Let me reiterate what the others have suggested, and recommend a few very good password managers. I used to use Keepass which is free, open source, and cross-platform, but I recently moved to the equally free LastPass which besides being quite safe is also well integrated with most standard browsers. It replaces, for example, Firefox's own insecure password manager, then it kinda lurks in the background and automatically handles logins and all sorts of other web-based forms.

I'm not a salesman, so I'll direct you to the Wikipedia entries on these products, the product's home pages themselves (which I'm sure you can find). These have more detail.

4. ### JKD said,

March 22, 2010 @ 9:14 am

Hey, I've got an idea: Why not ignore the email?

They could set up a vacation home for you in Narnia. That doesn't mean you have to pay the mortgage.

5. ### Jens Fiederer said,

March 22, 2010 @ 9:20 am

There have been movements to reduce this clutter WITHOUT using the same password for multiple sites (the password being for one site that multiple other sites trust).

OpenId is not accepted everywhere yet, but the coverage is growing:
http://openid.net/

6. ### jack lecou said,

March 22, 2010 @ 9:26 am

There are encrypted online password managers now too — clipperz.com, for example, but I think there are others — so even a stolen laptop wouldn't be a problem (or one left at the office when you need to check your bank account from home).

The encryption is done in client-side javascript, so in principle it's entirely secure. You just need to remember one passphrase (and yes, you can keep a backup download of the data in case the service disappears).

7. ### John said,

March 22, 2010 @ 9:34 am

Get a Mac. :-)

Such a password manager is built in.

8. ### Richard said,

March 22, 2010 @ 10:06 am

@JKD
You can certainly always ignore it. But is that what you really want to do? Have another cyber identity floating around on the internet, with your name attached to it, that you have absolutely no control over?
Sure, financially they have no grounds over you, but it can sometimes open up a whole different can of worms.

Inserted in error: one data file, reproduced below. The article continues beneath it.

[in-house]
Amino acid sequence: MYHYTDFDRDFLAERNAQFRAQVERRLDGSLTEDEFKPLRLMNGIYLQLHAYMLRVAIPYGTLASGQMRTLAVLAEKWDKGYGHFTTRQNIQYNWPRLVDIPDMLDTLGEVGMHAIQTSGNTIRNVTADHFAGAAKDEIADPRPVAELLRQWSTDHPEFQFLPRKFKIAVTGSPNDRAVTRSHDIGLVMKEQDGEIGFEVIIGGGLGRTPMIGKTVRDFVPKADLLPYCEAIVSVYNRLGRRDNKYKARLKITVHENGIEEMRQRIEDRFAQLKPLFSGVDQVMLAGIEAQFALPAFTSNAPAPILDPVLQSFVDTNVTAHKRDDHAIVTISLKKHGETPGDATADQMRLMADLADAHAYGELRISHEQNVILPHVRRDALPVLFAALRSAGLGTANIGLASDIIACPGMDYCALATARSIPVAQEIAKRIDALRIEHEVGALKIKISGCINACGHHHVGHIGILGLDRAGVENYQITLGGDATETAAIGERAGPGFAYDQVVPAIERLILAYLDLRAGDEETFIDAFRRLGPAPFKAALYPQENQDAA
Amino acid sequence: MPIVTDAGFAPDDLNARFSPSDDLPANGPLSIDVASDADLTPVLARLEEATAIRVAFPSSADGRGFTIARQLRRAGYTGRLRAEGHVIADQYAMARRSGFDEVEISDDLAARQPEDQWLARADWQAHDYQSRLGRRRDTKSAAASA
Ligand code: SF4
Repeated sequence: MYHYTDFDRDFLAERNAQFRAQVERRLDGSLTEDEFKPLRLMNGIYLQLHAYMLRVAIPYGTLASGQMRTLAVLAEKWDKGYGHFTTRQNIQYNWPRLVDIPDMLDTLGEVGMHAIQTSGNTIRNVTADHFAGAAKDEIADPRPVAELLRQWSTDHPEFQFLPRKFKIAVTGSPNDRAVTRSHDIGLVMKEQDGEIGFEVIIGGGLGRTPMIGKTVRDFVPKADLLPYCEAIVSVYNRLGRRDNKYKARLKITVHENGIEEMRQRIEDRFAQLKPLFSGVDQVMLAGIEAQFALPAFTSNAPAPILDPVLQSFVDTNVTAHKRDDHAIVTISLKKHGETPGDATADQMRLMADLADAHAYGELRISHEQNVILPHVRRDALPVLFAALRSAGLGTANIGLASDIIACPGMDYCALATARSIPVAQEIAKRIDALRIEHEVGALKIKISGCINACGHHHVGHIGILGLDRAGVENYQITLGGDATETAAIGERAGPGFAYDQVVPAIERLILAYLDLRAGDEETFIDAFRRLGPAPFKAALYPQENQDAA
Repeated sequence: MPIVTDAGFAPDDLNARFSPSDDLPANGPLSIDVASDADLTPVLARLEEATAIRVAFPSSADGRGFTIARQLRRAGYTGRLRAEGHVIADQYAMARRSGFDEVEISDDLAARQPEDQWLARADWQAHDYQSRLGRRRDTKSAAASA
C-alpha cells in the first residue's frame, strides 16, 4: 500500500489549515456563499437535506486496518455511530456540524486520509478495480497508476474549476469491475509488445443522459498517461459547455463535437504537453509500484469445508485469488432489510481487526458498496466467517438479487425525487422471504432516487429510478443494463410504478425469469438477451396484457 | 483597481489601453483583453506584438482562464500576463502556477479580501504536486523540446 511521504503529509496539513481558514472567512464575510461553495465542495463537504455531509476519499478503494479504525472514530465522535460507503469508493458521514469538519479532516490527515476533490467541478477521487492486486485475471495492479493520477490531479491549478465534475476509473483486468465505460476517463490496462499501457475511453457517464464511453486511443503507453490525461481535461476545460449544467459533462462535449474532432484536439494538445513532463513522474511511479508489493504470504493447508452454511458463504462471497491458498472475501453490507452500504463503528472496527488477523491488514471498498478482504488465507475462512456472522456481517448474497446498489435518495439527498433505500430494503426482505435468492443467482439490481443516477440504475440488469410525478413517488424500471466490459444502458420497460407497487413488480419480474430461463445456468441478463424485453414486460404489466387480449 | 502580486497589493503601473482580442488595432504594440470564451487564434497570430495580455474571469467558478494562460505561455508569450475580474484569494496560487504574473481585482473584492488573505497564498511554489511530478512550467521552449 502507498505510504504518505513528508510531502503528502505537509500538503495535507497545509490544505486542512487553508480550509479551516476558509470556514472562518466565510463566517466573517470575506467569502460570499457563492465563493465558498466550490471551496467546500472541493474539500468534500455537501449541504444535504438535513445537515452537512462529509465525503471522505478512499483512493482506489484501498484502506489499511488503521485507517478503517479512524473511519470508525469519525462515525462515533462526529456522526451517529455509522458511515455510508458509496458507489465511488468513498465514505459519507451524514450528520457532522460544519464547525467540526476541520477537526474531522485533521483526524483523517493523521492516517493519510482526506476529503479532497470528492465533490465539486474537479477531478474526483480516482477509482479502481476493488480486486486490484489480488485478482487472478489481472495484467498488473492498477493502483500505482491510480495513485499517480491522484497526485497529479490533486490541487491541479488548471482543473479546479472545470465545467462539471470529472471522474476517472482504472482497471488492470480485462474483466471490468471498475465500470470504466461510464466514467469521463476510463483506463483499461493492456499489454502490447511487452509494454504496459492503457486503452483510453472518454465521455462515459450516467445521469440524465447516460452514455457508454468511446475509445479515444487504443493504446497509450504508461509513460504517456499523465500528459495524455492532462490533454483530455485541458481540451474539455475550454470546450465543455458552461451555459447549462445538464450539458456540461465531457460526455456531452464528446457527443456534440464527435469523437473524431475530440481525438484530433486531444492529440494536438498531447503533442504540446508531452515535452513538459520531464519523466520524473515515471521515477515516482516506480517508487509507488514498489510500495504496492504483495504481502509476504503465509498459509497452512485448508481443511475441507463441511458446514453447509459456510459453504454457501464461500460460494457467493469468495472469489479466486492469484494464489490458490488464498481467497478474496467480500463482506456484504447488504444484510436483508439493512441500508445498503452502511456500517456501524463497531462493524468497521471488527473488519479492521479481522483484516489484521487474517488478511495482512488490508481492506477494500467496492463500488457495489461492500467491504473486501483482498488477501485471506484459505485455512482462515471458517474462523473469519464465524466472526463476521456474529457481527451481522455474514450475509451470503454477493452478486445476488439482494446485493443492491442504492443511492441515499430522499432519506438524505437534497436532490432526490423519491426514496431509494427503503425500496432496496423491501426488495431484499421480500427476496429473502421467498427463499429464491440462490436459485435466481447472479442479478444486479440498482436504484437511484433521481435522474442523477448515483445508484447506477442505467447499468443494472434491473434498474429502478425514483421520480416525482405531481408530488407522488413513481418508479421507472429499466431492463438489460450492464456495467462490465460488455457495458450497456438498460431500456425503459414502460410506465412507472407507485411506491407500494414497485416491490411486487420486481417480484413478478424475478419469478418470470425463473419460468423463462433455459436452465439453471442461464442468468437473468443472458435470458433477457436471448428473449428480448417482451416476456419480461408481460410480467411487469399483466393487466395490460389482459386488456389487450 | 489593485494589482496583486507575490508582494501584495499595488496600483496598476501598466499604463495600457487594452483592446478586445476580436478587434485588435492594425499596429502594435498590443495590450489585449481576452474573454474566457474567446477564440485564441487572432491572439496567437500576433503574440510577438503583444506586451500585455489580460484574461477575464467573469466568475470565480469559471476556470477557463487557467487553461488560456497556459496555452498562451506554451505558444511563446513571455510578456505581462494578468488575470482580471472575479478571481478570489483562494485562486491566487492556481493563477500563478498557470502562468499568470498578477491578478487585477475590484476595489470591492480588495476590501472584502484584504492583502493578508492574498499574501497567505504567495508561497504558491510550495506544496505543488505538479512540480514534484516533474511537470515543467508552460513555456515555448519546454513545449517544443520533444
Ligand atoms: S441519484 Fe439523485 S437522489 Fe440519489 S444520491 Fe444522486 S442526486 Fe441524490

Constant spams, other people trying to contact that profile and getting offended when not getting a response, potential identity theft if someone else created the profile…or simply the fact that your name is attached to a certain service or product that you may not want to have your name attached to. The list goes on.
Hate the internet yet?

9. ### peter said,

March 22, 2010 @ 11:12 am

An alternative approach is to create, not lots of separate passwords, but a single password-creation function (ie, a formula for generating passwords). So, for example, for each new password, you could use the first three characters of the url to which the password applies followed by the last three digits of your date of birth. That way, each password is unique AND you only have to remember the function, and not each password.

10. ### Shannon said,

March 22, 2010 @ 12:47 pm

Let me join the others in recommending a good password manager. I have used Roboform for the past three years and *love* it. The free version only lets you store a limited number of passwords, but I think it is well worth paying for the full version (\$30, includes free upgrades for life).

11. ### Terry Collmann said,

March 22, 2010 @ 2:07 pm

The password system I hate is the one my bank now uses to guarantee/confirm online payments, which require me to enter a randomly generated pair of characters from my password, eg "Please enter the third and seventh characters from your password". The only way I can work out what the third and seventh characters of my password are is by WRITING MY PASSWORD DOWN. How secure is that …

I prefer Peter's method: one 'core' password element that is easy to remember, and a method of creating another element derived from the name of the site. It wouldn't take much brains to work out exactly what my password generating method was, given enough examples of passwords I use, but it does mean that someone watching over my shoulder as I type in one password wouldn't be able to use that same password to get into any other site.

12. ### fizzog said,

March 22, 2010 @ 2:44 pm

Yes, Roboform is excellent, and well worth the money. It does it all for you – problem solved!

13. ### Simon said,

March 22, 2010 @ 3:17 pm

The problem with password managers (and a text list "hidden" on your laptop) is that you can't, say, check your email on someone else's computer. If you lose that file or program (dropped a cup of coffee on your laptop?) then you're royally screwed.

I second what Peter said – use some generator. If I was logging into this website, I'd do something like take my standard password (say "1234"), and something to do with this website say ("languagelog"), and then combine then "1234languagelog". This should be ok for most sites. If you want to be more paranoid, then you could add a few more rules (replace every 5th character with an !, or generate an md5 hash and use that).

14. ### Rubrick said,

March 22, 2010 @ 3:20 pm